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Buying more books than I can read

By Stephanie Casanova

There are 38 books on my bookshelf that I have yet to read. I have an addiction.

It’s almost impossible for me to walk past a bookstore without walking in to “browse.” It’s also pretty much impossible for me to walk out of a bookstore without spending any money first.

The biggest problem with this is I buy more books than I have time to read. Visits to the library also result in me borrowing books most of the time.

Because library books come with return deadlines, the books I’ve bought for the last three years often have been ignored. Instead, I set goals to try to read library books in the three weeks they’re checked out for. When I return a library book, I can’t help but browse my favorite section and I often end up walking out with another book.

Between work, trying to have a social life and watching Netflix, I rarely read a book in three weeks. Usually I renew library books one or two times before I can finish reading them.

It probably doesn’t help that the books that interest me are often non-fiction and sometimes the material is too dense to breeze through like I would a novel. I’m also not the fastest reader and I easily get distracted and lose my place while reading.

My problem started about two years ago when I moved to Rapid City, South Dakota. Across the street from my apartment was Again Books and Bazaar, a used bookstore similar to The Dusty Bookshelf in Aggieville.

I wandered into Again Books my first week in Rapid City and spent about $15 on two books. After that, I would wander in at least twice a month to see if they had any new books I had been wanting to read. Sometimes I would stop in for a few minutes if I had time to kill before work.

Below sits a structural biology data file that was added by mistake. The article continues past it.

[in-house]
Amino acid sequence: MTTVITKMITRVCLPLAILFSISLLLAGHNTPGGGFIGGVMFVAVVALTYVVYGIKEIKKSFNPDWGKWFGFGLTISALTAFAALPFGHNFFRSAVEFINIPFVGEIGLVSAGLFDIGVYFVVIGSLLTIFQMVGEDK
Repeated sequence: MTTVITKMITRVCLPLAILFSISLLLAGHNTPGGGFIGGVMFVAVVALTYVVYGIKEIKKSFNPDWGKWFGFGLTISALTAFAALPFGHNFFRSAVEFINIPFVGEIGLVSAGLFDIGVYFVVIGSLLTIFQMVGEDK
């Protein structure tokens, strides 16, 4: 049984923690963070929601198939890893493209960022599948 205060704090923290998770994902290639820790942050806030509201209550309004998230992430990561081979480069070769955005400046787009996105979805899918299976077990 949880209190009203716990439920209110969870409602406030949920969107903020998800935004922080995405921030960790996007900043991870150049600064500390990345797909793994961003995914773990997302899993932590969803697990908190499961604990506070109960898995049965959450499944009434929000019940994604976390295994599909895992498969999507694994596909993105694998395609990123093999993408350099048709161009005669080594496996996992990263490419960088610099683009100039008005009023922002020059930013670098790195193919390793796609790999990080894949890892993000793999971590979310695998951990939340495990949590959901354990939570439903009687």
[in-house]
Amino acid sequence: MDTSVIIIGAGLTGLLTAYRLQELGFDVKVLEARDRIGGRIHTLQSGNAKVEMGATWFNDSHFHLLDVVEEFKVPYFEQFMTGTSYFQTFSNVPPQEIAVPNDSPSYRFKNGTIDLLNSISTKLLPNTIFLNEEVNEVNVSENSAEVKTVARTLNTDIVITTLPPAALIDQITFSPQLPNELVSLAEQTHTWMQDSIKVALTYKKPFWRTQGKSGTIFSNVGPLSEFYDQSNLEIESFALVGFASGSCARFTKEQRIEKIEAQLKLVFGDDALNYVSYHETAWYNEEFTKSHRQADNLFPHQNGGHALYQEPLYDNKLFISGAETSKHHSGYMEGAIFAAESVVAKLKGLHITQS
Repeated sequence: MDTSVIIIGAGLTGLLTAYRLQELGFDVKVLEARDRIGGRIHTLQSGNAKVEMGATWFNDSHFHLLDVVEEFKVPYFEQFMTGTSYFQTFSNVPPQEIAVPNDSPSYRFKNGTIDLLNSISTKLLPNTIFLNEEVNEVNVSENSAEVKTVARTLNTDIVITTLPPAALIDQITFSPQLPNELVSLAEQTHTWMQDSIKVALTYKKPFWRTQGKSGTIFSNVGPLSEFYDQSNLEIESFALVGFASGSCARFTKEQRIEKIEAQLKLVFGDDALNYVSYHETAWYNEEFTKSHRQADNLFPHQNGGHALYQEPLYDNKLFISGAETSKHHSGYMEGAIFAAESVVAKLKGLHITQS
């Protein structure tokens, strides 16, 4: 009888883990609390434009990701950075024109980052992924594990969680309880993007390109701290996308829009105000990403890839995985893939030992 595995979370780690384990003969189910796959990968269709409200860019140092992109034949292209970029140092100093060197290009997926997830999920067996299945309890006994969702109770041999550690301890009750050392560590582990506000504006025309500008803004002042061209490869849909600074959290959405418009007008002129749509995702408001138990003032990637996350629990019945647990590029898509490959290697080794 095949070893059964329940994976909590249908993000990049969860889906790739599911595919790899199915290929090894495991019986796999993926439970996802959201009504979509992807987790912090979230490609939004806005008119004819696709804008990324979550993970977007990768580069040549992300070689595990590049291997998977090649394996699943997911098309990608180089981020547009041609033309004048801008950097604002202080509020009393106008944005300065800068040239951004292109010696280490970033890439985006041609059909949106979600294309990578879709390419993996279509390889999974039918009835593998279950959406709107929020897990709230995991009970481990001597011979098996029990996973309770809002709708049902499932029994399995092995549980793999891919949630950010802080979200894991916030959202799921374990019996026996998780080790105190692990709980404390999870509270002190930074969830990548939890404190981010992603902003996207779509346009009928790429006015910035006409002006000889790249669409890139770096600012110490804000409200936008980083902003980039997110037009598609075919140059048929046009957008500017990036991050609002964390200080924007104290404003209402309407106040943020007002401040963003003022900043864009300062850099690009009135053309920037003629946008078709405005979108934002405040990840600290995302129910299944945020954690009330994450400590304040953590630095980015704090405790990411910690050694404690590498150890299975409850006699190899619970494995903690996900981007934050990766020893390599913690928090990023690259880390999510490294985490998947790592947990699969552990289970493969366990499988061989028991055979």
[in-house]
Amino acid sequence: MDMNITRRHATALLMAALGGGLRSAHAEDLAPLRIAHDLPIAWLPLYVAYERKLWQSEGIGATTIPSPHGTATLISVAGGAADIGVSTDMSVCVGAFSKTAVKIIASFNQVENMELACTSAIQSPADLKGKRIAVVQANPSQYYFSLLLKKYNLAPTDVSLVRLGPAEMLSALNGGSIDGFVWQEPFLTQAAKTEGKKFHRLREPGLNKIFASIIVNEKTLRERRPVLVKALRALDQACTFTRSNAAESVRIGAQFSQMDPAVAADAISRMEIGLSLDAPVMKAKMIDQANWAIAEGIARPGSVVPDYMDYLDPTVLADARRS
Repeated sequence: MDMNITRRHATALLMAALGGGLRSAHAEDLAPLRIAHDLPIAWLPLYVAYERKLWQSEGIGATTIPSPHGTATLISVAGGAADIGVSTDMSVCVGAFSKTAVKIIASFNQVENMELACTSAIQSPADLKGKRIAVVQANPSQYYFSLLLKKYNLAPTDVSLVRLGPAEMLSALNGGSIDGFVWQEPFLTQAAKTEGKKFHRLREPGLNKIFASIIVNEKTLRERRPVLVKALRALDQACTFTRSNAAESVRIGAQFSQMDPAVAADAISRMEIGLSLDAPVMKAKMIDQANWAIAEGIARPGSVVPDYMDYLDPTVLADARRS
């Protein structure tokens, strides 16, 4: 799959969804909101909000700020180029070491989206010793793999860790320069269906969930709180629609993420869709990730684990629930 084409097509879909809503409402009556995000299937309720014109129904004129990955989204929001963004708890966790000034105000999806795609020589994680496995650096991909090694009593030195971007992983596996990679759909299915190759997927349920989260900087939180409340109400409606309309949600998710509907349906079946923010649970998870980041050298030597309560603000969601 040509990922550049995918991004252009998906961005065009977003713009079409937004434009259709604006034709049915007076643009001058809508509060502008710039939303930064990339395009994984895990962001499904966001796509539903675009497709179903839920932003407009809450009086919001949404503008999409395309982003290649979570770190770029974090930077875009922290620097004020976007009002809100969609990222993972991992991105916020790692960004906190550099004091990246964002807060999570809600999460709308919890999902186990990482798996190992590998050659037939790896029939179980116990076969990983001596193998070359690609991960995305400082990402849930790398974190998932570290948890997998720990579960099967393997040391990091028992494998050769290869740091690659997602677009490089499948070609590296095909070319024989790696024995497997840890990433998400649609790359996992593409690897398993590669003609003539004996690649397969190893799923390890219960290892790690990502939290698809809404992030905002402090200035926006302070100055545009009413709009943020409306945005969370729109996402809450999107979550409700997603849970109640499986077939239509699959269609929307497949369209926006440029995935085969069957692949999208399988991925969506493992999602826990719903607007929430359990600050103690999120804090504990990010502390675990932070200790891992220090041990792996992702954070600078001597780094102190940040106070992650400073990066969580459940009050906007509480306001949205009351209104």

Probably 90 percent of the time I walked into that bookstore, I walked out with at least one book. There was another bookstore across the street from the Rapid City Journal newsroom, just two blocks from my apartment. I would go to Mitzi’s Books on my way to the coffee shop during work breaks sometimes. They had a small bargain books section where I sometimes would find some pretty good deals.

The first time I visited Aggieville, about a month before I moved here, I walked past The Dusty Bookshelf on my way to Varsity Donuts. I stared through the window the entire time we passed the bookstore, admiring the number of books in the room, some stacked so high I thought they might fall over.

Had they not been closing up, I probably would have wandered in to “browse” for a few minutes. Needless to say, my second day working at The Mercury, I went to Aggieville and walked into the bookstore and, of course, walked out with a book.

Thankfully, I don’t live within walking distance from any bookstore now, so I can pace myself on the number of books I buy this year.

Still, I find myself adding to my list of books I want to read. Every week, I edit and design the book pages for The Mercury’s Sunday paper, and every week I find myself adding at least one of the reviewed books to that list.

As a kid, I remember spending a lot of my free time lying on my stomach in bed, reading one of a stack of books. My cousins would come over and want to play and I’d tell them, “Let me just finish this chapter.”

I spent most of my years in college reading news articles and struggling to get through required readings from philosophy textbooks. I don’t know how many books I read for fun in college, but it probably was an average only one of two each year.

When I moved away from home after college nobody told me that I had to read or what to read. I realized I missed the 12-year-old girl who would ignore her cousins for books or get in trouble for reading past bedtime under the covers with a flashlight.









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